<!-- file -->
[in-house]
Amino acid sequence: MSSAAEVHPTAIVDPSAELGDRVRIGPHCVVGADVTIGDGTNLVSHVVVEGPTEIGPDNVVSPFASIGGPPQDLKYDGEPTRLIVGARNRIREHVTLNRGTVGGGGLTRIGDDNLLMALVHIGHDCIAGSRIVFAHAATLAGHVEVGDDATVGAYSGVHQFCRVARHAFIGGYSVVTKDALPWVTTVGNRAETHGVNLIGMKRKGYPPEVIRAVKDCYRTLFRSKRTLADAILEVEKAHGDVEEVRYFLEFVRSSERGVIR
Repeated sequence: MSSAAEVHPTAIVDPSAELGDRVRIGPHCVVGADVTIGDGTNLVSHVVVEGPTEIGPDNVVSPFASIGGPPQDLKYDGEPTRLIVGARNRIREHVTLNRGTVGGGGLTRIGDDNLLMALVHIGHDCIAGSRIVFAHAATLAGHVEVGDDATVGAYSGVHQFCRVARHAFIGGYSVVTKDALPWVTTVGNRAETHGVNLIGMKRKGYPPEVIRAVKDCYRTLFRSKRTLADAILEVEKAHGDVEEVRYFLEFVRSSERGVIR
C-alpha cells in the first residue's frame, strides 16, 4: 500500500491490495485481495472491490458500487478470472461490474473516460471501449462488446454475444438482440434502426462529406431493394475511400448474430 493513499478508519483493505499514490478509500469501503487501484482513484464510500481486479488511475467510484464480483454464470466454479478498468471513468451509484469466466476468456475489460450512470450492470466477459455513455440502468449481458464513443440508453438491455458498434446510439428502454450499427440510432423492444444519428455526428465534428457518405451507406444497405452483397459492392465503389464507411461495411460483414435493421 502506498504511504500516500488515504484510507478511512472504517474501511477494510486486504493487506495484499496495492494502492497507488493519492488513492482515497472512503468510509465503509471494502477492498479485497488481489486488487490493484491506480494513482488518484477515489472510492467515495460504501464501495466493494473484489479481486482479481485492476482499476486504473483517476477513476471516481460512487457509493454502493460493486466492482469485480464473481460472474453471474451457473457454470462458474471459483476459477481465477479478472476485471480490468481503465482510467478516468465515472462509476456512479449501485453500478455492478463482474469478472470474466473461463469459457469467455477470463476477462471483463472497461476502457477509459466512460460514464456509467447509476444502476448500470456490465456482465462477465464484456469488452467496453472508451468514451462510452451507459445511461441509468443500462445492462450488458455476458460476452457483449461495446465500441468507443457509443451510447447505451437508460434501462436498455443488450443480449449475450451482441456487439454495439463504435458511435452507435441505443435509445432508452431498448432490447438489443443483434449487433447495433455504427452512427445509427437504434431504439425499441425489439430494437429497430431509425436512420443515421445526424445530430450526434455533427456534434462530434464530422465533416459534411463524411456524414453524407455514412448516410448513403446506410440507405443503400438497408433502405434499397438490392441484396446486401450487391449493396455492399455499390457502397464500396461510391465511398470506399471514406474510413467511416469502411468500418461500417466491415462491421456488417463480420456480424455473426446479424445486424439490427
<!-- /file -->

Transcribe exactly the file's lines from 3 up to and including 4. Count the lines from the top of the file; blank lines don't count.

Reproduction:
Repeated sequence: MSSAAEVHPTAIVDPSAELGDRVRIGPHCVVGADVTIGDGTNLVSHVVVEGPTEIGPDNVVSPFASIGGPPQDLKYDGEPTRLIVGARNRIREHVTLNRGTVGGGGLTRIGDDNLLMALVHIGHDCIAGSRIVFAHAATLAGHVEVGDDATVGAYSGVHQFCRVARHAFIGGYSVVTKDALPWVTTVGNRAETHGVNLIGMKRKGYPPEVIRAVKDCYRTLFRSKRTLADAILEVEKAHGDVEEVRYFLEFVRSSERGVIR
C-alpha cells in the first residue's frame, strides 16, 4: 500500500491490495485481495472491490458500487478470472461490474473516460471501449462488446454475444438482440434502426462529406431493394475511400448474430 493513499478508519483493505499514490478509500469501503487501484482513484464510500481486479488511475467510484464480483454464470466454479478498468471513468451509484469466466476468456475489460450512470450492470466477459455513455440502468449481458464513443440508453438491455458498434446510439428502454450499427440510432423492444444519428455526428465534428457518405451507406444497405452483397459492392465503389464507411461495411460483414435493421 502506498504511504500516500488515504484510507478511512472504517474501511477494510486486504493487506495484499496495492494502492497507488493519492488513492482515497472512503468510509465503509471494502477492498479485497488481489486488487490493484491506480494513482488518484477515489472510492467515495460504501464501495466493494473484489479481486482479481485492476482499476486504473483517476477513476471516481460512487457509493454502493460493486466492482469485480464473481460472474453471474451457473457454470462458474471459483476459477481465477479478472476485471480490468481503465482510467478516468465515472462509476456512479449501485453500478455492478463482474469478472470474466473461463469459457469467455477470463476477462471483463472497461476502457477509459466512460460514464456509467447509476444502476448500470456490465456482465462477465464484456469488452467496453472508451468514451462510452451507459445511461441509468443500462445492462450488458455476458460476452457483449461495446465500441468507443457509443451510447447505451437508460434501462436498455443488450443480449449475450451482441456487439454495439463504435458511435452507435441505443435509445432508452431498448432490447438489443443483434449487433447495433455504427452512427445509427437504434431504439425499441425489439430494437429497430431509425436512420443515421445526424445530430450526434455533427456534434462530434464530422465533416459534411463524411456524414453524407455514412448516410448513403446506410440507405443503400438497408433502405434499397438490392441484396446486401450487391449493396455492399455499390457502397464500396461510391465511398470506399471514406474510413467511416469502411468500418461500417466491415462491421456488417463480420456480424455473426446479424445486424439490427